The first session will consist of trying to find the correct intensity of the magnetic signal to use. This is done by slowly increasing the strength of the pulses until a slight twitch in the hands can be seen. This level, called the resting motor threshold (RMT), will be taken forward into subsequent sessions. This is the minimum stimulation intensity needed to produce motor-evoked potentials, such as face muscle spasms or hand movements.

Due to the magnetic pulses, it is common to experience a tapping session on the head during treatment. These are normal and nothing to worry about.

How Long Does a TMS Session Take?

Each sitting will last around thirty to sixty minutes and should be carried out around five times per week. Overall, bipolar patients need around twenty sessions over six or more weeks to successfully treat bipolar disorder. However, this number varies between individuals.

After the Session

A huge positive of this non-invasive therapy compared to other approaches is that it doesn't require sedation and causes little disruption to a person's schedule. After a session, people can go back to their usual day-to-day activities - including driving and working. There may be some mild side effects such as a headache, though these can be treated with over-the-counter painkillers.

How Much Does TMS Treatment Cost?

Some studies and comparisons with treatment for major depressive disorder symptoms show it could cost around $300. This may change after FDA approval.

Does Insurance Cover TMS for Bipolar Depression?

As this treatment for bipolar depression has not yet been approved, insurance companies have not yet confirmed whether they will cover the procedure. However, many cover the costs of TMS therapy for unipolar major depression, so there is a possibility they will also do so for other psychiatric disorders.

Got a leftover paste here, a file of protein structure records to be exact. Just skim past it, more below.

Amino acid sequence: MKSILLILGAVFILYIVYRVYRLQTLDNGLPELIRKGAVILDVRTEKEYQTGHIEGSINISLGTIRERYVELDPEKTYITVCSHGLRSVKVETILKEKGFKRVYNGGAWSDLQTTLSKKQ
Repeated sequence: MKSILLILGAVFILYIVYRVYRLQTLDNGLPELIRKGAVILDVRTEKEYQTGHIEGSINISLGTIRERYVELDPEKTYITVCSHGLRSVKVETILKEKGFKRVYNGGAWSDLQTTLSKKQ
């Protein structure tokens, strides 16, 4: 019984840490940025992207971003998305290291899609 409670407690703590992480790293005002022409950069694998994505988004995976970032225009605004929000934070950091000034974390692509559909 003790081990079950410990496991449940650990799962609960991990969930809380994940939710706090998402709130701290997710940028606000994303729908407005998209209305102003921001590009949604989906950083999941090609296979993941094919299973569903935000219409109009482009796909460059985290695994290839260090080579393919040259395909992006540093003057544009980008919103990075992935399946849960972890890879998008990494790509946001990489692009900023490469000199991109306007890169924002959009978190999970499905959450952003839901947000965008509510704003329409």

How to Get TMS for Bipolar Disorder

Currently, the only way to receive TMS for bipolar disorder is to participate in a study. It is possible to find clinical trials that are recruiting via your doctor or the internet.

However, it may be possible to gain TMS therapy to treat bipolar depressed patients to manage their depressive episodes.

Contact Us

Experiencing bipolar depression can be hugely disruptive to a person's life and be extremely isolating. However, the disorder is more common than most people think. According to the National Institute of Mental Health, over 4% of adults experience bipolar disorder at some point in their lives, and it affects millions of Americans each year.

GIA Chicago is a specialist mental health treatment center based in a relaxing and beautiful neighborhood in Chicago. Our expert staff is trained to treat a range of mood disorders using a variety of evidence-based approaches that can be tailored to best suit each individual's needs. As treating bipolar disorder is complex, we ensure our clients receive holistic therapies tackling all aspects of the condition.

Bipolar depression can be debilitating and potentially life-threatening so it is important that expert help is sought for the condition. Although we do not use TMS to treat bipolar disorder, we do use the technique to manage its depressive symptoms. Contact us today to find out more about our treatment options for bipolar disorder.